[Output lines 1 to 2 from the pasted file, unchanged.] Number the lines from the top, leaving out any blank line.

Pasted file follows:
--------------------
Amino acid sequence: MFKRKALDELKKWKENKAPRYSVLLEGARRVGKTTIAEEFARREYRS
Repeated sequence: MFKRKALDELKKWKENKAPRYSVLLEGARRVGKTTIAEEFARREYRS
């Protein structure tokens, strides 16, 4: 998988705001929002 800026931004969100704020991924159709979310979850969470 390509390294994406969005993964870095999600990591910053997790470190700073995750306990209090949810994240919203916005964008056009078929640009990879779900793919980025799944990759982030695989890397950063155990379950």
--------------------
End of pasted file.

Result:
Amino acid sequence: MFKRKALDELKKWKENKAPRYSVLLEGARRVGKTTIAEEFARREYRS
Repeated sequence: MFKRKALDELKKWKENKAPRYSVLLEGARRVGKTTIAEEFARREYRS